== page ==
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Cleaning Up Ocean ‘Garbage Patches’ Could Destroy Delicate Ecosystems

Removing trash from the ocean may not be as harmless as it seems. That’s the conclusion of new research, which finds that marine dumps known as “garbage patches” are home to countless delicate creatures that could perish when people scoop debris from the sea.

The oceans are home to five major garbage patches. They form far from land where strong currents swirl together, ferrying trash of all sizes. Some of it has been eroded by the churn into tiny debris known as microplastics.

The largest of these marine debris fields is known as the Great Pacific Garbage Patch. Spanning 1.6 million square kilometers midway between Hawaii and the coast of California, it was first observed in 1997 by Charles Moore, an oceanographer and founder of Algalita Marine Research and Education. The patch escaped notice for so long because most of its contents aren’t easily spotted from afar.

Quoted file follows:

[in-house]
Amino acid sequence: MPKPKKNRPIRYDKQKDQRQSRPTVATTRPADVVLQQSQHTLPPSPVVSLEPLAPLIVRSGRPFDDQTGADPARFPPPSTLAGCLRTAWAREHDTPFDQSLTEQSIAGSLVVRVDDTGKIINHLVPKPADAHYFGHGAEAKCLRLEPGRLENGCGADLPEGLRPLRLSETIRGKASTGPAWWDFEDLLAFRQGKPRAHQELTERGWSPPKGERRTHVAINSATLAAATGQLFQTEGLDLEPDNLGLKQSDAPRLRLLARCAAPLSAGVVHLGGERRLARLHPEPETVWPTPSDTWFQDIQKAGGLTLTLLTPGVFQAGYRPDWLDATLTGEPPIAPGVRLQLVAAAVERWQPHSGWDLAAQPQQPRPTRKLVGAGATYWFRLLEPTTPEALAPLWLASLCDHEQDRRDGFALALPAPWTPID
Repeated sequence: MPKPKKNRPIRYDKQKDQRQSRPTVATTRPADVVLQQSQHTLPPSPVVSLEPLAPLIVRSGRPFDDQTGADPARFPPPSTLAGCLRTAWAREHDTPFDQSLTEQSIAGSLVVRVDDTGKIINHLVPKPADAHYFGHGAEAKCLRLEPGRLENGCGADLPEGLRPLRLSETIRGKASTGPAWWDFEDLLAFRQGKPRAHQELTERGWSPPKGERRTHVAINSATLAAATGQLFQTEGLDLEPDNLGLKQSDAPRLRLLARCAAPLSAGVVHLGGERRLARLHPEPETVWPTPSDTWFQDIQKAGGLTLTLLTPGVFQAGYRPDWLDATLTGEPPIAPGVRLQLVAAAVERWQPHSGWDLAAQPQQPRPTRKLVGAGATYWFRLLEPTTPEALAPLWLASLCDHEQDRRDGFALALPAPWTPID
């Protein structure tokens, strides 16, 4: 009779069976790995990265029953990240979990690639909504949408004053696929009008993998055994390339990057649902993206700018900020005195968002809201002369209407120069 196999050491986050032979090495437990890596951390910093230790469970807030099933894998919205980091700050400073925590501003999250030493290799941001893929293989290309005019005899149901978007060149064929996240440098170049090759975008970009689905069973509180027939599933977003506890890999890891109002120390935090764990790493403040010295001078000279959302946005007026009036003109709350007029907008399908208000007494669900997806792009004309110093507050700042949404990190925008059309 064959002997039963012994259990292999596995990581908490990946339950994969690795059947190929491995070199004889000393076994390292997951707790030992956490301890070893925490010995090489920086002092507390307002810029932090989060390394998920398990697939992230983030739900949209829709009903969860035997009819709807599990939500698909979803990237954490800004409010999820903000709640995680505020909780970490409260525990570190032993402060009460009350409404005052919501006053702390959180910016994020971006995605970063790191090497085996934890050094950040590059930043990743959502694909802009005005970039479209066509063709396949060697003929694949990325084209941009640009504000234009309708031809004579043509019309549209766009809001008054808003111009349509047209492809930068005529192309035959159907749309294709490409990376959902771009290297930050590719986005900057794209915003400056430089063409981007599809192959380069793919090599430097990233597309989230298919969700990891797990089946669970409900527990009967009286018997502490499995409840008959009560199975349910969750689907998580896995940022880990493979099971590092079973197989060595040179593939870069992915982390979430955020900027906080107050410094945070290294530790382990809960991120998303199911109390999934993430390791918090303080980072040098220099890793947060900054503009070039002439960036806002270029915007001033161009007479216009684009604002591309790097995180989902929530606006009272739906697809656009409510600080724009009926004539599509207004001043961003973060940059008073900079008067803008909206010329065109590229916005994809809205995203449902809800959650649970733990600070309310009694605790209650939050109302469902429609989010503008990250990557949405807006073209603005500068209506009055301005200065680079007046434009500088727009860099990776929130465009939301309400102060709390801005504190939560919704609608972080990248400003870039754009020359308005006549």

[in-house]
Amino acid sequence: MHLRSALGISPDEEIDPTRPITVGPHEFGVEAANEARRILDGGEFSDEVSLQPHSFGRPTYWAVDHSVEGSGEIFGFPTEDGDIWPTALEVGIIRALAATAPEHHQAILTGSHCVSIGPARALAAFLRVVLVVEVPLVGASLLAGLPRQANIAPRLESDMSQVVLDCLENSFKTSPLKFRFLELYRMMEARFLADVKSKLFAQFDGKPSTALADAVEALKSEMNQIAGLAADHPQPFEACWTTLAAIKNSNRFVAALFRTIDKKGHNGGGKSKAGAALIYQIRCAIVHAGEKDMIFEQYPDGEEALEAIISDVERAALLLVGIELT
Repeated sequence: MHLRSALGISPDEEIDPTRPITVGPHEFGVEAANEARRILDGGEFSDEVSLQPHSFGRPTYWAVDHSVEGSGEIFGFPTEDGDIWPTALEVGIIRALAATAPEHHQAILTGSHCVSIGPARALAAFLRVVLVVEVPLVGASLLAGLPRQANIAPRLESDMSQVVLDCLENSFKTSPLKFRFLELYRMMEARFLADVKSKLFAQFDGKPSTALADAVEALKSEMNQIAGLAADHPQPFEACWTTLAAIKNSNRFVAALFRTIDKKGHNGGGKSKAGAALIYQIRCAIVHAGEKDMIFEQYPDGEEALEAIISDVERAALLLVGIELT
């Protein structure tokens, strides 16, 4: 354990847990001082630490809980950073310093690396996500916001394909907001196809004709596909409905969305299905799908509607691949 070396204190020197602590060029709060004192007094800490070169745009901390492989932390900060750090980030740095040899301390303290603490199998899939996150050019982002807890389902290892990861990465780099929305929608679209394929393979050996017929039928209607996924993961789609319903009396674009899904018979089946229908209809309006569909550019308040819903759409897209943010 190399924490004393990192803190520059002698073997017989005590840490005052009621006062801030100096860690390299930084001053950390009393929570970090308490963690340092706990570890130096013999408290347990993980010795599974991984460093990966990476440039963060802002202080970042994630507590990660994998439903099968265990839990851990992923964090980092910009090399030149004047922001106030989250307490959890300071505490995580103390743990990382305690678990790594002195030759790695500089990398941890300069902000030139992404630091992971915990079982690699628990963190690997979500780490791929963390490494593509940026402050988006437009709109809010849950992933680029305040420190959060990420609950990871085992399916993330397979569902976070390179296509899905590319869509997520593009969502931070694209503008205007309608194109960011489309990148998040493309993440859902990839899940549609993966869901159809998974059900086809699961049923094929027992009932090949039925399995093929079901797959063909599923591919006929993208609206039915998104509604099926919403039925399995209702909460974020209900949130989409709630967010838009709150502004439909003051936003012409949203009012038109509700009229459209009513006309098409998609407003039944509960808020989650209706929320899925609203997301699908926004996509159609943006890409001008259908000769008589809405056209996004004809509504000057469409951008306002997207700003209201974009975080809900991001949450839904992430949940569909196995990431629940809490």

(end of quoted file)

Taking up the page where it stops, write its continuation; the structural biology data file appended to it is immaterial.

Continue reading at science.org.

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